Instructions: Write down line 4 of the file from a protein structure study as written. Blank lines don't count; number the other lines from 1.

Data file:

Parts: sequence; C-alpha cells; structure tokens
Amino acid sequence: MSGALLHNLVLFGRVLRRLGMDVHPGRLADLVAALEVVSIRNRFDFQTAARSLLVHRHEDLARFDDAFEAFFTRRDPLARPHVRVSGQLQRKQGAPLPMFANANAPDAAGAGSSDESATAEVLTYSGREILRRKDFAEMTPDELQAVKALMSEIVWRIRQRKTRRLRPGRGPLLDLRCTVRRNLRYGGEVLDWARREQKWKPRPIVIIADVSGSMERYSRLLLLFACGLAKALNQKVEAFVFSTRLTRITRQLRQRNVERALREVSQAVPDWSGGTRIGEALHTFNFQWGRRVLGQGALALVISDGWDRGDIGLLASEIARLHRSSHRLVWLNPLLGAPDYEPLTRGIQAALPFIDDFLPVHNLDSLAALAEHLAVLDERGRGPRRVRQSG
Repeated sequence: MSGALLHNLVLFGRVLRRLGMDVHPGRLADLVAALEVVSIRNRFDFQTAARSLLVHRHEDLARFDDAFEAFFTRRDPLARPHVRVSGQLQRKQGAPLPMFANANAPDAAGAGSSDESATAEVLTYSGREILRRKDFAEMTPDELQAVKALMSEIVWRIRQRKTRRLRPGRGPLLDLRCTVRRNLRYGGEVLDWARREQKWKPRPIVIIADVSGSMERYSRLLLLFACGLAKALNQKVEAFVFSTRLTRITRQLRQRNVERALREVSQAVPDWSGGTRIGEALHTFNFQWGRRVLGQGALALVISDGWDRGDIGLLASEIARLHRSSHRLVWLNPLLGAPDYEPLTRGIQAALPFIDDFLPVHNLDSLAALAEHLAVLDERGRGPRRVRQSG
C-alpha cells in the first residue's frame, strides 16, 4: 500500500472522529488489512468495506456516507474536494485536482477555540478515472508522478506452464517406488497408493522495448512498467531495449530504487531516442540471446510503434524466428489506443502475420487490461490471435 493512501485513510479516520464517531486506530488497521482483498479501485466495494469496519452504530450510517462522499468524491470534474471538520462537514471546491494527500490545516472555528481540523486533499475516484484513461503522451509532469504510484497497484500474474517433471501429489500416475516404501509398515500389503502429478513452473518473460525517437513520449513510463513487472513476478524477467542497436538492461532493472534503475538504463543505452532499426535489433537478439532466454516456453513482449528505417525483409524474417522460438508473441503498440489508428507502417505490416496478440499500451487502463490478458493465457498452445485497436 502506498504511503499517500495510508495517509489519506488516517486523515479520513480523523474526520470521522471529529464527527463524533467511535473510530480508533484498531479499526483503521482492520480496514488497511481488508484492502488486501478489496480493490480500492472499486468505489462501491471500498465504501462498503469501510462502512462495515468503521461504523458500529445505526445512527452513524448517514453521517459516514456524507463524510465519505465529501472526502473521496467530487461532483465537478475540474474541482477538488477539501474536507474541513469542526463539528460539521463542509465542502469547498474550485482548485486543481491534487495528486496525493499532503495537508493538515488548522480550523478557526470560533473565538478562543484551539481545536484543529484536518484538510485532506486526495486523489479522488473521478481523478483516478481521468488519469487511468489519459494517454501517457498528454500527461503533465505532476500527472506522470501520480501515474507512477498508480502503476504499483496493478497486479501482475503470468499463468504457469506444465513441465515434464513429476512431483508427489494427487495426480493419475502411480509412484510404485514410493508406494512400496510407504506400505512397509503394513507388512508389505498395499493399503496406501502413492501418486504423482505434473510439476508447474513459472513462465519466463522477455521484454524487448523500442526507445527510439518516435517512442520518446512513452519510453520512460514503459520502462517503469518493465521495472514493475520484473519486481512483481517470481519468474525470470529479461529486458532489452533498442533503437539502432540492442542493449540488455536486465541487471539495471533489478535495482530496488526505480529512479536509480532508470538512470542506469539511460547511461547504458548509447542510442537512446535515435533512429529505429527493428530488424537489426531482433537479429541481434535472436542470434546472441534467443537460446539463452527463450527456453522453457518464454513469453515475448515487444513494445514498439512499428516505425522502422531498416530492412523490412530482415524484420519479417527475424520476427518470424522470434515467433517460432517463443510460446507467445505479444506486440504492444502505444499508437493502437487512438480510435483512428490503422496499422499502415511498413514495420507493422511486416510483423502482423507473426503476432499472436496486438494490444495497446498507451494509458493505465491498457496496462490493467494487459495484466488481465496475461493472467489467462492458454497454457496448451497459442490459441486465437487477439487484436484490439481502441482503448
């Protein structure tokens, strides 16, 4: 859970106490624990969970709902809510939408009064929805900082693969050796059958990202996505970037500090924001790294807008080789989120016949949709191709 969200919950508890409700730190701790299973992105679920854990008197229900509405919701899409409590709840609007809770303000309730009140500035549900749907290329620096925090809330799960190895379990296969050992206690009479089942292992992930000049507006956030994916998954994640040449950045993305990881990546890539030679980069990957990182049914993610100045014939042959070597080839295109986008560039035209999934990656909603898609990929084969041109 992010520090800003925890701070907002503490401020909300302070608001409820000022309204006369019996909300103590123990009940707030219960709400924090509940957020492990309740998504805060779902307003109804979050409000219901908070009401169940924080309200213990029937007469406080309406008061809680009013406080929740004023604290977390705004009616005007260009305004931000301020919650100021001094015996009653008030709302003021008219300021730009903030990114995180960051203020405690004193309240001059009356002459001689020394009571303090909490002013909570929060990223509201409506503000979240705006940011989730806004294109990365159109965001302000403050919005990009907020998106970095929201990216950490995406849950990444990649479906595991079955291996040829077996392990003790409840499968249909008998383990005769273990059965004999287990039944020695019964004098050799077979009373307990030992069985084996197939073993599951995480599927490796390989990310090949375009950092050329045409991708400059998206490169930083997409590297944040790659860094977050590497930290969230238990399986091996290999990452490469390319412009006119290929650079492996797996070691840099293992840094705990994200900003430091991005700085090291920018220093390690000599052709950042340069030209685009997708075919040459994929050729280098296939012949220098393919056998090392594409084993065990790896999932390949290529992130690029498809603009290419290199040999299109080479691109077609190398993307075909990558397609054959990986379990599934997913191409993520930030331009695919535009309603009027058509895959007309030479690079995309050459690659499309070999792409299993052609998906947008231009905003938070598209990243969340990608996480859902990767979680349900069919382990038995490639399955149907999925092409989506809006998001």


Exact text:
C-alpha cells in the first residue's frame, strides 16, 4: 500500500472522529488489512468495506456516507474536494485536482477555540478515472508522478506452464517406488497408493522495448512498467531495449530504487531516442540471446510503434524466428489506443502475420487490461490471435 493512501485513510479516520464517531486506530488497521482483498479501485466495494469496519452504530450510517462522499468524491470534474471538520462537514471546491494527500490545516472555528481540523486533499475516484484513461503522451509532469504510484497497484500474474517433471501429489500416475516404501509398515500389503502429478513452473518473460525517437513520449513510463513487472513476478524477467542497436538492461532493472534503475538504463543505452532499426535489433537478439532466454516456453513482449528505417525483409524474417522460438508473441503498440489508428507502417505490416496478440499500451487502463490478458493465457498452445485497436 502506498504511503499517500495510508495517509489519506488516517486523515479520513480523523474526520470521522471529529464527527463524533467511535473510530480508533484498531479499526483503521482492520480496514488497511481488508484492502488486501478489496480493490480500492472499486468505489462501491471500498465504501462498503469501510462502512462495515468503521461504523458500529445505526445512527452513524448517514453521517459516514456524507463524510465519505465529501472526502473521496467530487461532483465537478475540474474541482477538488477539501474536507474541513469542526463539528460539521463542509465542502469547498474550485482548485486543481491534487495528486496525493499532503495537508493538515488548522480550523478557526470560533473565538478562543484551539481545536484543529484536518484538510485532506486526495486523489479522488473521478481523478483516478481521468488519469487511468489519459494517454501517457498528454500527461503533465505532476500527472506522470501520480501515474507512477498508480502503476504499483496493478497486479501482475503470468499463468504457469506444465513441465515434464513429476512431483508427489494427487495426480493419475502411480509412484510404485514410493508406494512400496510407504506400505512397509503394513507388512508389505498395499493399503496406501502413492501418486504423482505434473510439476508447474513459472513462465519466463522477455521484454524487448523500442526507445527510439518516435517512442520518446512513452519510453520512460514503459520502462517503469518493465521495472514493475520484473519486481512483481517470481519468474525470470529479461529486458532489452533498442533503437539502432540492442542493449540488455536486465541487471539495471533489478535495482530496488526505480529512479536509480532508470538512470542506469539511460547511461547504458548509447542510442537512446535515435533512429529505429527493428530488424537489426531482433537479429541481434535472436542470434546472441534467443537460446539463452527463450527456453522453457518464454513469453515475448515487444513494445514498439512499428516505425522502422531498416530492412523490412530482415524484420519479417527475424520476427518470424522470434515467433517460432517463443510460446507467445505479444506486440504492444502505444499508437493502437487512438480510435483512428490503422496499422499502415511498413514495420507493422511486416510483423502482423507473426503476432499472436496486438494490444495497446498507451494509458493505465491498457496496462490493467494487459495484466488481465496475461493472467489467462492458454497454457496448451497459442490459441486465437487477439487484436484490439481502441482503448